Ultimately, transformation has been the root cause of most Kolpak exits. This isn’t to say that it doesn’t have positives. The whites represent less than 10% of the total population in South Africa. By involving the vast majority, South Africa is only looking to unearth more talent, but the implementation has been faulty. The aggressive manner in which it has been implemented has not gone down well with a lot of people and it has compounded the Kolpak exits.
There is statistical evidence to suggest that the transformation is far from successful so far. As a Twitter user LocalCricketZA breaks down, a demographic split up of batting and bowling averages at first-class franchise level shows that the whites still outperform the others by a huge margin. The blacks that are coming through the setup are truly capable of breaking into the national team without the help of current policies.
South African first class domestic franchise performances over the past 4 seasons broken down by racial demographics.
— LocalCricketZA (@LocalCricketZA) July 8, 2019
With established players leaving the country, South Africa’s performances have also gone south. In 2004, a domestic restructure was pivotal to their rise as a Test force. Then, the 11 provincial first-class sides merged into six regional ones. 16 other teams formed the secondary feeder system. That model was borne out of a heavy defeat against the Australians and the Proteas were looking to emulate Australia’s solid domestic structure. Harmer isn’t the first to take the Kolpak, neither was he the last.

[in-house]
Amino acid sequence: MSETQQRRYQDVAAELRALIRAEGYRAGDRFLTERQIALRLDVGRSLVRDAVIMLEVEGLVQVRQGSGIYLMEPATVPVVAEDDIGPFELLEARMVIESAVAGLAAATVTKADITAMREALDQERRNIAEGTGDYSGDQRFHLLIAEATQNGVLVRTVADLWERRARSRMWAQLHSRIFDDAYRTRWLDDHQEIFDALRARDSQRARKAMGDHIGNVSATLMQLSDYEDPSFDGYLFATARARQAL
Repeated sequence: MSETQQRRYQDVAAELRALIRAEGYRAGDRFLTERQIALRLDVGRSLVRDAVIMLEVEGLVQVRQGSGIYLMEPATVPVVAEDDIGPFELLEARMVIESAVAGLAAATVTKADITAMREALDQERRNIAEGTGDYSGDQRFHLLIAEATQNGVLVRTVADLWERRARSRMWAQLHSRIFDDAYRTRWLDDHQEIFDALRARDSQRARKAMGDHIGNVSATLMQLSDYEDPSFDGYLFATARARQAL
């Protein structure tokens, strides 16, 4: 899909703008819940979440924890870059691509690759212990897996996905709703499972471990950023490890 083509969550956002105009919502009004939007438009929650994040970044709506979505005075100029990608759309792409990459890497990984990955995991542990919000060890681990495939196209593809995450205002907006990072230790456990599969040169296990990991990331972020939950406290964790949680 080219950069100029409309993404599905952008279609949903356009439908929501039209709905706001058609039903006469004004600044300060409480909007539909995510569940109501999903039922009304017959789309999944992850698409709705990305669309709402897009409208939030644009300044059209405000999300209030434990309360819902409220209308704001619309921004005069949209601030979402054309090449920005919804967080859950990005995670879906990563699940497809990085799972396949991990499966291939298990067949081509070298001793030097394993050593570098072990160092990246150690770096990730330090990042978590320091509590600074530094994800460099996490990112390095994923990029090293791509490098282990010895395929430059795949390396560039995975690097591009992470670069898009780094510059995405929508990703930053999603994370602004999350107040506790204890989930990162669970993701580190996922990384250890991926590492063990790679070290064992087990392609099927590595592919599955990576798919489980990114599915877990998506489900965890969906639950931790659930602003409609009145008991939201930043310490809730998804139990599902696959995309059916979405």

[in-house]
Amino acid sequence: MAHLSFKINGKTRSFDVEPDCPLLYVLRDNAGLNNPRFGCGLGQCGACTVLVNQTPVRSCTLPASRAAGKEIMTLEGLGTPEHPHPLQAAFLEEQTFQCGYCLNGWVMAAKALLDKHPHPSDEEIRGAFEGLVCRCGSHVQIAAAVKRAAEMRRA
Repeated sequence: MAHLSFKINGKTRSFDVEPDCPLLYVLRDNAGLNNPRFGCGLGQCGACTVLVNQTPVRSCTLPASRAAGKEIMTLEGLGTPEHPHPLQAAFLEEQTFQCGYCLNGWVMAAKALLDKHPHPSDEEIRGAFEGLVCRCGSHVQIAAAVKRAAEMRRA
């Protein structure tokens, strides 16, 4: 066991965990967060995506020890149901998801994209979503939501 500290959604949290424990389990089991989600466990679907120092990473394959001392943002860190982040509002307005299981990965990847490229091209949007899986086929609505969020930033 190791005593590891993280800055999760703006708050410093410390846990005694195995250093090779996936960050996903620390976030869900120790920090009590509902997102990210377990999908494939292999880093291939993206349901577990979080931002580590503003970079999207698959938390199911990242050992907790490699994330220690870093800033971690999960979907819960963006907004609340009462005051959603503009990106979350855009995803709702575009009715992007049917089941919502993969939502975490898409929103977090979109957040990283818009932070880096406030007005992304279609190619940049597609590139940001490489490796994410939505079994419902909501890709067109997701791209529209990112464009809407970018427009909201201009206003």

This year, with another domestic structure revamp–a reverse move to what was done in 2004–in the offing due to a financial crisis, South African cricket is at an all-time low. The South African Cricketers’ Association (SACA) isn’t in agreement to the restructure as it would leave several players out of contracts. But discussions are still on as Cricket South Africa estimate they will lose millions of Rands in the next four years if this is not implemented.
Couple this with the transformation policies and the last person you want to be right now is a South African cricketer. The Kolpak route could also be closing with Brexit which ultimately means that incentives to be a cricketer for the next generation of kids are close to zilch. The national teams’ performances are also less than heartening. The time and resources they invest on certain players go waste when they go the Kolpak way.
There is talent coming through the feeder system but that isn’t helping the team’s cause. What Harmer, Abbott and a few other Kolpaks like Colin Ingram, Duanne Olivier and Rilee Rossouw are showing is that South Africa does have a constant inflow of talent but with political interference and outrageous transformation targets, they are lost to South African cricket.